View : 217 Download: 0
An investigation into structural behaviors of skulls chewing food in different occlusal relationships using FEM
- An investigation into structural behaviors of skulls chewing food in different occlusal relationships using FEM
- Lee Y.-K.; Chun Y.-S.
- Ewha Authors
- 전윤식; 김희선
- SCOPUS Author ID
- 전윤식; 김희선
- Issue Date
- Journal Title
- Clinical and Experimental Dental Research
- Clinical and Experimental Dental Research vol. 6, no. 3, pp. 277 - 285
- chewing simulation; FEA (finite element analysis); occlusal relationship; skull; structural behavior
- Document Type
Show the fulltext
- Objectives: This study aims to investigate the effect of different occlusal relationships on skull structural and mechanical behaviors through simulation of chewing food. Methods: Finite element (FE) skull models of occlusion for Class I, end-on Class II, and full-cusp Class II were generated. End-on Class II and full-cusp Class II were chosen as mild and severe Class II occlusions, respectively. A simplified food bolus was introduced between the upper and lower dentition of the right molars. Chewing food was simulated in the skulls by moving the mandible. An experiment was conducted to measure strains at selective locations and compared them to the analytical results for validation. Results: In the early stages of mandibular movement, masticatory forces predicted from the skull models without food were lower than the skull models with food but increased drastically after occluding teeth full enough. As a result, the relationship between masticatory force and mandible movement shows that there is no significant difference between the skull models with food and without food in the range of human masticatory force, approximately 250 N. In all the cases of skulls including a food bolus, stress was similarly propagated from the mandible to the maxilla and concentrated in the same regions, including the mandibular notch and alveolar bone around the lower molars. Conclusion: It is predicted that there is no significant difference of bite force–mandible movement relationships and stress distributions of skull and teeth, between end-on Class II and full-cusp Class II models. When simulating chewing activities on candy and carrot, it is also found that there is no difference of masticatory performance between Class II occlusions, from structural as well as mechanical perspectives. © 2020 The Authors. Clinical and Experimental Dental Research published by John Wiley & Sons Ltd.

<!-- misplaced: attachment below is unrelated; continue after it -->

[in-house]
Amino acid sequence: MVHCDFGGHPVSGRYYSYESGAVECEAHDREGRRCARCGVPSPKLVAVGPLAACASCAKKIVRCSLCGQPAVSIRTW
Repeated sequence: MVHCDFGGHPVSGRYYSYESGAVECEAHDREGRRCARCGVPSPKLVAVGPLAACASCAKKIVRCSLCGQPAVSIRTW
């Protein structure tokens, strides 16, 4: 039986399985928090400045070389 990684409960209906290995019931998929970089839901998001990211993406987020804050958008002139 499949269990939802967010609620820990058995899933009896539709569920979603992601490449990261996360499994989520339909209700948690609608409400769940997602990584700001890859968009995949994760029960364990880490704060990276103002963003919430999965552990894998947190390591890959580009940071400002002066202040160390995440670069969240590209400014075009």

- Appears in Collections:
- 의과대학 > 의학과 > Journal papers
- Files in This Item:
There are no files associated with this item.
- RIS (EndNote)
- XLS (Excel)
Items in DSpace are protected by copyright, with all rights reserved, unless otherwise indicated.